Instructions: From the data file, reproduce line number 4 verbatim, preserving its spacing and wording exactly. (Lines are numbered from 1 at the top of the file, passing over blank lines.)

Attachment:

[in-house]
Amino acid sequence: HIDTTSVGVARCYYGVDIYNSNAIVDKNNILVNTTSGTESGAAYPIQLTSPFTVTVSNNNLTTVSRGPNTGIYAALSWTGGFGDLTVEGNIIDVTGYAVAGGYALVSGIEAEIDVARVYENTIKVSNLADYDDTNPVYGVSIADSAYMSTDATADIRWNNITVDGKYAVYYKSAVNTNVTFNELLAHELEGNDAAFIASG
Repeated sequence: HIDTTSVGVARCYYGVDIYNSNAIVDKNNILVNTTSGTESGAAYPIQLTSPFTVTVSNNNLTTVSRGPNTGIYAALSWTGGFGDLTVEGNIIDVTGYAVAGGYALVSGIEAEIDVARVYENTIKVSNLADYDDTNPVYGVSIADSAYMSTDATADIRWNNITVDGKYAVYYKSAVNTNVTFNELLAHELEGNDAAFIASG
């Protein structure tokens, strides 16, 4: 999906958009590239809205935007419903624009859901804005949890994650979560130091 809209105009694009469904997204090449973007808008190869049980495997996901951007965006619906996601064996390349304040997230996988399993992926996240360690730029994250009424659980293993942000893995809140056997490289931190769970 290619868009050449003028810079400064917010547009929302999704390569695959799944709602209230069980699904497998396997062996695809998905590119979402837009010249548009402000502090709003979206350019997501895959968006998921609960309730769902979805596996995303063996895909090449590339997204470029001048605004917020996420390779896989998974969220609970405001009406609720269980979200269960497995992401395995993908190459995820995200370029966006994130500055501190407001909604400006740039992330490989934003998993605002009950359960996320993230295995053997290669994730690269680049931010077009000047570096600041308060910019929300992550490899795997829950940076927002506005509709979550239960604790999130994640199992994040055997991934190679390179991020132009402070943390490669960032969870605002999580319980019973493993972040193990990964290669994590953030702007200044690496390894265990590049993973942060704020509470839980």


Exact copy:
């Protein structure tokens, strides 16, 4: 999906958009590239809205935007419903624009859901804005949890994650979560130091 809209105009694009469904997204090449973007808008190869049980495997996901951007965006619906996601064996390349304040997230996988399993992926996240360690730029994250009424659980293993942000893995809140056997490289931190769970 290619868009050449003028810079400064917010547009929302999704390569695959799944709602209230069980699904497998396997062996695809998905590119979402837009010249548009402000502090709003979206350019997501895959968006998921609960309730769902979805596996995303063996895909090449590339997204470029001048605004917020996420390779896989998974969220609970405001009406609720269980979200269960497995992401395995993908190459995820995200370029966006994130500055501190407001909604400006740039992330490989934003998993605002009950359960996320993230295995053997290669994730690269680049931010077009000047570096600041308060910019929300992550490899795997829950940076927002506005509709979550239960604790999130994640199992994040055997991934190679390179991020132009402070943390490669960032969870605002999580319980019973493993972040193990990964290669994590953030702007200044690496390894265990590049993973942060704020509470839980």